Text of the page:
Seoul Survivors (Habits of the House)
by Naomi Foyle
Review by Bill Lawhorn
Jo Fletcher Books Paperback ISBN/ITEM#: 9781623650186
Date: 02 August 2016 List Price $14.99 Amazon US / Amazon UK
An end is coming toward earth in the form of a giant meteor, Lucifer's Hammer. It is dense and difficult to track. Most people don't see it as a threat. Some people prepare for the end and the times after. There is a plan to save humanity in South Korea by a bioengineer, Dr. Kim Da Mi. But the plan harkens back to some of the worst impulses of the Twentieth Century.
Sydney Travers is a Canadian living in South Korea. She has escaped the streets to a new life full of possibilities. Working as a top model, she is given the opportunity to be an integral part of the plan for a new future for humanity. Sydney is naÔve even though she has suffered through her life. She tends to yield to people who come into her life.
Johnny Sandman had helped get Sydney into Korea and helped open doors for her. He expects to get a lot more from their relationship. He is so cruel and self-centered he doesn't see how others may perceive his actions. His background also makes him see a slight in every action.
Damian Meadows is looking for a new life and an escape from the past. The loss of his sister has haunted him for most of his life. He has wandered through life, but now has a new plan to find a place. He just needs to earn enough money to pay for the start to his new life.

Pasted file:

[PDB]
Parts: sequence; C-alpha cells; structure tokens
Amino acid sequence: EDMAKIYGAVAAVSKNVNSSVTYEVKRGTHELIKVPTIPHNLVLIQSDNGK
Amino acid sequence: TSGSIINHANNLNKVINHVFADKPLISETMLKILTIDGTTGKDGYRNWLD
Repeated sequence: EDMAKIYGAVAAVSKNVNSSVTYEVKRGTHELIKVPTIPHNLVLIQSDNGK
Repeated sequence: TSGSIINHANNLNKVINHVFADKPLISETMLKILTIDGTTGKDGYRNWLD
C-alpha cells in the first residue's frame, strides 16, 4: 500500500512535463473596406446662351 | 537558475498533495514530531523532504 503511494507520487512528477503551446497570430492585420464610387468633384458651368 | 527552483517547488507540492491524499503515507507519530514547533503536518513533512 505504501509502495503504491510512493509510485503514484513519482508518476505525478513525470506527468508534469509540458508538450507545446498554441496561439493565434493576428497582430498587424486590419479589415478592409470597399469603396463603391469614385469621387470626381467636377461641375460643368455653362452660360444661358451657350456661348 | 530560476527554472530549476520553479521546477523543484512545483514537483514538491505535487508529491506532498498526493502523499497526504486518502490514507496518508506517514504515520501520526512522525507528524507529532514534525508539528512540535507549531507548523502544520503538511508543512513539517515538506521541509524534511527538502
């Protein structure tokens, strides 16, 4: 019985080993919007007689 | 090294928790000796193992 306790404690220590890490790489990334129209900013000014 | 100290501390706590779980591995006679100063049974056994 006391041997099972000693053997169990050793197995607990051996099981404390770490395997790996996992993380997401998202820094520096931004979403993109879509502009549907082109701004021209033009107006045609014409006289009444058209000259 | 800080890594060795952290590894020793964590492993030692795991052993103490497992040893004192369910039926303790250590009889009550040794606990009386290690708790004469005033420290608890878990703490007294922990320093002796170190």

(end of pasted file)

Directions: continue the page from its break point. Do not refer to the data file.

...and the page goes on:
The lives of these characters are intertwined. They cross paths and share both joy and pain as they try to come out ahead. The technology and opportunities granted by South Korea is the backdrop as are the obsessions with new tech, money, and perfection. The wants of others donít matter to the main movers in this tale.
The set up to this story is very good. I like the idea of a threat that most people just ignore. Foyle does a nice job of ratcheting up the stakes as the threat is finally recognized. I must own up to my lack of knowledge as it relates to Korean culture so I can't rate the reality of the action as it relates to the people. As the author has spent time living and working in Korea, I expect there are valid observations, but I fear stereotypes.
I can't say I have read anything quite like this. I enjoyed the action even while I despised some of the characters. That is the sign of a good story.